School Bus Safety in Florida
School is back in session, and Florida parents should be ready for bus rides, field trips, and other activities that put their children in the care of other drivers, Fort Lauderdale personal injury lawyers say. If your child takes the bus, or plays sports after school, or rides in a carpool, chances are you will have to buckle him or her into a seat and wave as someone else takes them out on the road. Although busses and carpools are convenient and widely-used for parents who do not have time to drop off their children or pick them up as part of their work commute, or families who live on the farthest edges of the district lines, you should be aware of the dangers, and make sure to get an attorney involved immediately should an accident occur.
The National Highway Traffic Safety Administration reports that an estimated 140-142 school bus-related accidents and fatalities happen every year. In Florida, school busses are mounted with flashing red lights and stop signs that extend on either side, to alert drivers that children will be getting on or off the bus. It is illegal for a driver to pass a bus with its lights on and stop signs out.
Some school busses and vans now have video surveillance cameras mounted inside, as a way to protect both the driver and the children onboard. If your child’s bus is in an accident, police may be able to use these cameras to determine what happened, and who is to blame. Often, especially with younger passengers, several different stories of an incident can confuse the facts. Additionally, a case may come down to your child’s word against the adult bus driver’s, and a recorded video of the event may help you and the investigators in getting answers.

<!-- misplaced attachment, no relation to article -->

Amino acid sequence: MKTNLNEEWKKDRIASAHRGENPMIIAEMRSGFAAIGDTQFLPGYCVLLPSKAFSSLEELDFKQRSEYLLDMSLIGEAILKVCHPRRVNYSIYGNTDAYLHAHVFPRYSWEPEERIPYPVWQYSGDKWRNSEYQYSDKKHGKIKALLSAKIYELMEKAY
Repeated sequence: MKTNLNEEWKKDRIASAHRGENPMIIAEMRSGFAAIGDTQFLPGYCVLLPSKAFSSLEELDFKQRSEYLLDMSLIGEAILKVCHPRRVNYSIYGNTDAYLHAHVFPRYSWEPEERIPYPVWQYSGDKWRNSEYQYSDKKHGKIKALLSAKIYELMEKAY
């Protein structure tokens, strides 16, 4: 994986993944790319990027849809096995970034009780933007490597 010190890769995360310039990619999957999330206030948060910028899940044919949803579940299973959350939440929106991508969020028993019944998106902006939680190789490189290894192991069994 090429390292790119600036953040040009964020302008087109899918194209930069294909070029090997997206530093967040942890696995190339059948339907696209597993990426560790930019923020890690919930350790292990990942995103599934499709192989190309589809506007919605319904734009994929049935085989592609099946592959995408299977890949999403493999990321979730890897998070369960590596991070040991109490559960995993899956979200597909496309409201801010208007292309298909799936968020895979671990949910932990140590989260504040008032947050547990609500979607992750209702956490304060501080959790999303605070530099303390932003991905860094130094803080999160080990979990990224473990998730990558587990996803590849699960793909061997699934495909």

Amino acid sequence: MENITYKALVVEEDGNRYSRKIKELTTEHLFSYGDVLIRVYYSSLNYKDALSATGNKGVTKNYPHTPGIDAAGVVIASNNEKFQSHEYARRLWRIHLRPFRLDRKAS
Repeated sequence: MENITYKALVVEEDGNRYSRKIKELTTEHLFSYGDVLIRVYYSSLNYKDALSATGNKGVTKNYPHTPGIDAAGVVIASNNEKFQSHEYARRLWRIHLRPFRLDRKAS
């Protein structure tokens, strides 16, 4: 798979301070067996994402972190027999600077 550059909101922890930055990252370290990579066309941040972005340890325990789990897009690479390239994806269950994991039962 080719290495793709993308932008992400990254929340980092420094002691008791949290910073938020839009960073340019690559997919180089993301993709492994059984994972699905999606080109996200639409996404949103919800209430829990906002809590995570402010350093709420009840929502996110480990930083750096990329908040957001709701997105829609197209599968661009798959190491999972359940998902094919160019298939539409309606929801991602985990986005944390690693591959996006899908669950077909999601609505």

If the bus driver is to blame, often the school can be held responsible, along with the company that is employed to provide the busses. The school is responsible for the safety of your children from the minute they get on the bus in the morning to the minute that they are dropped off in the afternoon. This responsibility extends to school-sponsored field trips and sporting events that use busses for travel, even if the trips are made before or after school hours, or on the weekends.
The bus stop that has been designated for your child may also pose a risk, depending on where it is and what is around it. Children who are walking to and from the stop in the morning, or who walk to a school, are at risk of injury from drivers, especially if the route has blind corners, four way stops, high-traffic zones, no sidewalks, or other dangerous features. If you feel that your child’s bus stop is unsafe to walk to, contact an attorney. You may be able to petition the school or the bus company to change the route, so that your children can wait at a safer stop.
At David I. Fuchs, Injury & Accident Lawyers, P.A., our Fort Lauderdale personal injury attorneys want to keep kids safe this year as they go back to school. If you have concerns about your child’s bus route, or if your child has been injured during a school trip, contact David Fuchs for a consultation today.